GUWAHATI: The Centre’s move to carry out an exercise for delimitation of constituencies in Assam – besides Nagaland, Arunachal Pradesh and Manipur – has met with opposition.
While the opposition parties in Assam believe the exercise will create “complications” given that the entire process of the National Register of Citizens (NRC) is yet to be completed, some groups questioned the timing of it in the light of Assembly elections due early next year.
More than a decade ago, the delimitation exercise was stalled in Assam following opposition by then Congress government and some groups which had insisted on the NRC’s updation first.
Two days ago, the Law Ministry in an order had said, “It appears the circumstances that led to the deferring of the delimitation exercise” in Assam, Manipur, Arunachal Pradesh and Nagaland “have ceased to exist and the delimitation of the constituencies as envisaged under the Delimitation Act, 2002 could be carried out now”.
But the Congress said the situation was no different today.
“The delimitation exercise will surely create complications as the entire NRC process is yet to be complicated. We all know many Indians were left out of the process while there are allegations of foreigners’ being included in the list,” Congress leader Debabrata Saikia said.
Minority-based All India United Democratic Front said it would soon discuss the matter.
“We suspect that the ruling parties are trying to gain some political advantage ahead of Assembly elections through this exercise,” party spokesman Aminul Islam said.
The Prabajan Virodhi Manch, a group fighting against illegal migration, also expressed opposition.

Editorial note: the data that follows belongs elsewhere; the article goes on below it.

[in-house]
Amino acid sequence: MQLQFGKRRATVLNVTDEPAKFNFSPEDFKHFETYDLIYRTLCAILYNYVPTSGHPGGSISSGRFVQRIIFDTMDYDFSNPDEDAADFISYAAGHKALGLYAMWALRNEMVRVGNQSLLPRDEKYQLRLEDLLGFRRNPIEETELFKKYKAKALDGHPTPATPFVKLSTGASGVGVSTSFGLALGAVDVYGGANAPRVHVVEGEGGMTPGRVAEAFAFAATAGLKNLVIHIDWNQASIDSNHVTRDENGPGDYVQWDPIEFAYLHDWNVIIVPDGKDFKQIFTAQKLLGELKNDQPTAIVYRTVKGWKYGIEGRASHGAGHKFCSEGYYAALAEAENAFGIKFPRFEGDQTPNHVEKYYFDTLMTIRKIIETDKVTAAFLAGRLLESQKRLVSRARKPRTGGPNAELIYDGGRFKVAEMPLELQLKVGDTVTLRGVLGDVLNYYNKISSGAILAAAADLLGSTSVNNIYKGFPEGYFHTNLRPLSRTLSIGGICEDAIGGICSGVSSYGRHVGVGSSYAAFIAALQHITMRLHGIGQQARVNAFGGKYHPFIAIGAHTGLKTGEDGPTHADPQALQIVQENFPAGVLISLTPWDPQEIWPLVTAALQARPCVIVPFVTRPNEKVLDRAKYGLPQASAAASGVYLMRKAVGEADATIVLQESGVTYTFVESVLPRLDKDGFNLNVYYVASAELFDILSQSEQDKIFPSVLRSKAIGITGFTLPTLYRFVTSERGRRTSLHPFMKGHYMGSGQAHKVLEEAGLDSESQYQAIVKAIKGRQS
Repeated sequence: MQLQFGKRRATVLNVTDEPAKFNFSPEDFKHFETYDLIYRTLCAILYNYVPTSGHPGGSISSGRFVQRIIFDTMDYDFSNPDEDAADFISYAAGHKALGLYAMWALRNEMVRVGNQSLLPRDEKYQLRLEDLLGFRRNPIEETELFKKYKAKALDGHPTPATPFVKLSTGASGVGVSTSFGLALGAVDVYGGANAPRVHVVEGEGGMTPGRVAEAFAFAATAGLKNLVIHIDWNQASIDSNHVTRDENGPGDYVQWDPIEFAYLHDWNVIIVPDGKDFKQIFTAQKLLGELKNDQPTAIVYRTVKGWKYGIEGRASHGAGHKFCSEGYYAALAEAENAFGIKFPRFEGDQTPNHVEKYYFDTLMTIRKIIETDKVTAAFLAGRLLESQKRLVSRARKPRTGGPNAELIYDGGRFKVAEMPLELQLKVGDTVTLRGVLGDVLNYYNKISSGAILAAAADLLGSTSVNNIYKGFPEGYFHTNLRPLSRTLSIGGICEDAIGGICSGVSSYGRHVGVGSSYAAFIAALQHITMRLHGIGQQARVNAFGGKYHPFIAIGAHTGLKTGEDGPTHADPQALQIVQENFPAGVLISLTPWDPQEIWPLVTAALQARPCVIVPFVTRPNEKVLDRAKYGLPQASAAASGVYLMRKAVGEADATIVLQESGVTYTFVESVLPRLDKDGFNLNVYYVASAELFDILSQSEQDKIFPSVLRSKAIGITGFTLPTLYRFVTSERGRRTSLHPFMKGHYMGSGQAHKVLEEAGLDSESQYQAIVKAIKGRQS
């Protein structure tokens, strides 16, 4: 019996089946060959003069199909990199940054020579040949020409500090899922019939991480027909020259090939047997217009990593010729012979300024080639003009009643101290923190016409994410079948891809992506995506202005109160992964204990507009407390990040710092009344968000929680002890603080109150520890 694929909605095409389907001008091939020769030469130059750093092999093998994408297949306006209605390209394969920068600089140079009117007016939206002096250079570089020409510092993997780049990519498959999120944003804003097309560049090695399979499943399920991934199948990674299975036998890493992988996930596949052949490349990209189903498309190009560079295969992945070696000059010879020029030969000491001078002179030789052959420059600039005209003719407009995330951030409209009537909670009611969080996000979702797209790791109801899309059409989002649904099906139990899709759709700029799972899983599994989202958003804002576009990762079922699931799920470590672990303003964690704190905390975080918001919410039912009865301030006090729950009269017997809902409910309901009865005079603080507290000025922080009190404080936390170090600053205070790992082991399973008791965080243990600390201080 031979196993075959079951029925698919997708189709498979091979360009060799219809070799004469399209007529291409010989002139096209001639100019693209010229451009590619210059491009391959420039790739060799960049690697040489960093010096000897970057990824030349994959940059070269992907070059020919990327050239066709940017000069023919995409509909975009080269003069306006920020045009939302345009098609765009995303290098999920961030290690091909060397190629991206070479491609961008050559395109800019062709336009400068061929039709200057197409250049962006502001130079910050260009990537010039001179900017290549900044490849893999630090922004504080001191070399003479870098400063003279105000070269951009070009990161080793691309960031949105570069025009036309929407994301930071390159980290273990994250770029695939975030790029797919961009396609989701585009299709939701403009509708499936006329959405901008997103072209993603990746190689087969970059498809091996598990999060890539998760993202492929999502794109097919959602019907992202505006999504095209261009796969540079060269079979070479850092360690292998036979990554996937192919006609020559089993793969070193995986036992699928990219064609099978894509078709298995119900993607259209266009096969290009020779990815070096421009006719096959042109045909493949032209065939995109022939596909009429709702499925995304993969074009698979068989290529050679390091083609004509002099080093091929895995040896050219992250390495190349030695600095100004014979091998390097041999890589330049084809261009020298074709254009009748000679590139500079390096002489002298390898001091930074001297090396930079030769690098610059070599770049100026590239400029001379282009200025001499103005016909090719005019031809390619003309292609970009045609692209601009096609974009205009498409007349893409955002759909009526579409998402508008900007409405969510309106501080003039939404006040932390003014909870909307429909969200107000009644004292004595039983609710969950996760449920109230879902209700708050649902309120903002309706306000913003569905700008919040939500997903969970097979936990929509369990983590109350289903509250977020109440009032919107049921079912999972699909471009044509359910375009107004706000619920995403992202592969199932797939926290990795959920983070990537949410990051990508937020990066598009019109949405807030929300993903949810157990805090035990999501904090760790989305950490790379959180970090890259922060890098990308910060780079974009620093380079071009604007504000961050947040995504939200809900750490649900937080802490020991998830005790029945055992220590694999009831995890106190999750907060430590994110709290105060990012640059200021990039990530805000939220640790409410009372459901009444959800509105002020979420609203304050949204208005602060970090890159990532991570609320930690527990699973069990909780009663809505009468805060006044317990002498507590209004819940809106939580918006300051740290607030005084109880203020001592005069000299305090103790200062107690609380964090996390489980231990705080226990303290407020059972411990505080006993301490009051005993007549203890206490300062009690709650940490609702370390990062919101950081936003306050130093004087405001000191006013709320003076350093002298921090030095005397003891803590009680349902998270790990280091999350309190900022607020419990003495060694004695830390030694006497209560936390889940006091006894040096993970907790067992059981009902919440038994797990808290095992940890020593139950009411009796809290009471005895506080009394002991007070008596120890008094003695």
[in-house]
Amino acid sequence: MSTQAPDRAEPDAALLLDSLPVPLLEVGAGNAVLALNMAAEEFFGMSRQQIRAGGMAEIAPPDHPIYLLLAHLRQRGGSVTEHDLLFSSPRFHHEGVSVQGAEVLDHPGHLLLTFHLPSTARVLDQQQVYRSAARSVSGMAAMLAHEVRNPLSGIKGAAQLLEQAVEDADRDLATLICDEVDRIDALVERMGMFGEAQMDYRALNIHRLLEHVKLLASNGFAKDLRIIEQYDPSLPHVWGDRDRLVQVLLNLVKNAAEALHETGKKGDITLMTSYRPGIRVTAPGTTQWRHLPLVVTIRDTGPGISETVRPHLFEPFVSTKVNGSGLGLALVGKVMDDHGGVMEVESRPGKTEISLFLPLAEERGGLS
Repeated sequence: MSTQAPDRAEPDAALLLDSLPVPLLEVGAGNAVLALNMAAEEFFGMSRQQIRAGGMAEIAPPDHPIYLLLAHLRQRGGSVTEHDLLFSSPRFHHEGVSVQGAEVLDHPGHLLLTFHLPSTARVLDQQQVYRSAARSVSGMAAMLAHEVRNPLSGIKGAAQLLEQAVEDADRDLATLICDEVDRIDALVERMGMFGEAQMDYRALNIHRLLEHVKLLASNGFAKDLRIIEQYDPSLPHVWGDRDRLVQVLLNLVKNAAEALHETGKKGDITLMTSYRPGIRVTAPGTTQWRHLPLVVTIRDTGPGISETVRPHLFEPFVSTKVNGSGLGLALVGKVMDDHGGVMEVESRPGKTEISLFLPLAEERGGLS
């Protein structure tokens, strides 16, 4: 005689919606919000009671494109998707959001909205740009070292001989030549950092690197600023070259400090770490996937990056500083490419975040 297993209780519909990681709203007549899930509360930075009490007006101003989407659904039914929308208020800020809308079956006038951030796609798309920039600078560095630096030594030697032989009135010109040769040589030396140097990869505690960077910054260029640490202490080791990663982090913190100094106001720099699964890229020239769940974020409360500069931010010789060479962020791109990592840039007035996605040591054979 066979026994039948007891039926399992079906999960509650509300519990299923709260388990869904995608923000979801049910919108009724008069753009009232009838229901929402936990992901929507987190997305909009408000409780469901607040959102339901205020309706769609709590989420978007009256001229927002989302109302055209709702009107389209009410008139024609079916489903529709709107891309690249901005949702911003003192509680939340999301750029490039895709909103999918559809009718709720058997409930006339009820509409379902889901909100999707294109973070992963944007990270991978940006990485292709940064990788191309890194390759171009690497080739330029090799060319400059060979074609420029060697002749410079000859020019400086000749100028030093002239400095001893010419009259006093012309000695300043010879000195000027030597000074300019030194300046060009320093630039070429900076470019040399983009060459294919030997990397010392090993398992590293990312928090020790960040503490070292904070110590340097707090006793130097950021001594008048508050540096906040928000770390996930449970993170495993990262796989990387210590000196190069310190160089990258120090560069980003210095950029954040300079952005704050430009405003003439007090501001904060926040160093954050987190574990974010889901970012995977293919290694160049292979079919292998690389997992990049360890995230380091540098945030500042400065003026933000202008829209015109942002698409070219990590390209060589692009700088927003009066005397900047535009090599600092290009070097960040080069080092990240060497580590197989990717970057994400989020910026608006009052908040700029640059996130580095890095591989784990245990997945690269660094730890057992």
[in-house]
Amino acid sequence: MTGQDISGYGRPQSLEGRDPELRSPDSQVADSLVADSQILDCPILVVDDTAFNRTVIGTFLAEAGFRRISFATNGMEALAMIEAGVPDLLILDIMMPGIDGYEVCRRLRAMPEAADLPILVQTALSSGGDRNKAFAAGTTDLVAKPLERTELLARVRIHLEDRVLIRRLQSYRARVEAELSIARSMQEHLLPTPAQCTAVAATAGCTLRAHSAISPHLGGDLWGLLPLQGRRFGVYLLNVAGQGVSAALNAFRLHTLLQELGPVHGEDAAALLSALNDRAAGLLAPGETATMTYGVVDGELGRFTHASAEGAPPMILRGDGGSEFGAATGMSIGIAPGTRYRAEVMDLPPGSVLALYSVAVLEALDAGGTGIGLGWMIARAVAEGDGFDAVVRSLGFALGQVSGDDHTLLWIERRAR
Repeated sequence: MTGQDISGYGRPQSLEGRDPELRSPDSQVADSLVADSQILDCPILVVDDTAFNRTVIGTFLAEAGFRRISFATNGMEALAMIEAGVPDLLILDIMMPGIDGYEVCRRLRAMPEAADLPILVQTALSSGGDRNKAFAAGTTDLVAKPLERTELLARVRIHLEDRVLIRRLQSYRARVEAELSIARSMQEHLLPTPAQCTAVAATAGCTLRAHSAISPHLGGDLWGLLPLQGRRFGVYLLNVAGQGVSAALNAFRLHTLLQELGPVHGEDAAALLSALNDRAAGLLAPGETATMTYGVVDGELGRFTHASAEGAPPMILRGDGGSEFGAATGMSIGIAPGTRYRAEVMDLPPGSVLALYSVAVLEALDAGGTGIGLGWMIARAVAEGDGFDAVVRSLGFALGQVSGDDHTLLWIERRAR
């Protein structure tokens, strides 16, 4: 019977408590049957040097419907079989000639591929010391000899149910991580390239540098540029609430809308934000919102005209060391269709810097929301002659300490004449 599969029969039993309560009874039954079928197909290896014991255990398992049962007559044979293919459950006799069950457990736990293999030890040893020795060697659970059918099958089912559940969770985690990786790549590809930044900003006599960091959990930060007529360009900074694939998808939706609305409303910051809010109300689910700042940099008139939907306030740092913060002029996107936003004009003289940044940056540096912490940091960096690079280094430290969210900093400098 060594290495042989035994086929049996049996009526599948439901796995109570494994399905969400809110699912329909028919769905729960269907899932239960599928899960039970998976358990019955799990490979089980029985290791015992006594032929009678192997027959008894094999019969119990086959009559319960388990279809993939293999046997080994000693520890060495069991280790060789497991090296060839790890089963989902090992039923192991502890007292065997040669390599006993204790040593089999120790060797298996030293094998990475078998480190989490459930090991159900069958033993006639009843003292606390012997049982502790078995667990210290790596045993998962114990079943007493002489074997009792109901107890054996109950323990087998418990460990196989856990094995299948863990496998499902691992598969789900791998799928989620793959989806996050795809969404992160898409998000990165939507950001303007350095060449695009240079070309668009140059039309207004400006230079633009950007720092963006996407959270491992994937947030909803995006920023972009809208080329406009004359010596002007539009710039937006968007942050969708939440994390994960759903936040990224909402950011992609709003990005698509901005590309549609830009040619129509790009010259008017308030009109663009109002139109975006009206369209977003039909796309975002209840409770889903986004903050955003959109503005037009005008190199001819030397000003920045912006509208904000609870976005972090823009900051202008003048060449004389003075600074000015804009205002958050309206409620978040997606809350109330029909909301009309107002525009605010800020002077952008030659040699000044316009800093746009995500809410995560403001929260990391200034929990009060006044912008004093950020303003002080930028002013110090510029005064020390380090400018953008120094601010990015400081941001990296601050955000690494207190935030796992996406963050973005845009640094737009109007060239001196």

“A delimitation exercise restores parity or equality between constituencies by either increasing the number of constituencies or re-drawing the boundaries the existing constituencies by keeping the total number of constituencies intact. In either situation, particularly in Assam, the indigenous will stand to lose as the indigenous dominated constituencies in Middle and Upper Assam have less than half the population/the number of voters than in the migrant dominated constituencies,” advocate Upamanyu Hazarika of the Manch said.
He added: “The exercise being undertaken prior to 2021 elections shows that the BJP-AGP alliance is not confident of retaining the indigenous vote which it got in the earlier election and therefore, reduce the number of seats where the indigenous are in a majority, which will correspondingly reduce the political clout of the indigenous”.
The Asom Jatiatabadi Yuva Chhatra Parishad, however, said, “We will welcome it if it leads to an increase of constituencies”. At the same time, it asked the BJP not to try to take any advantage out of it.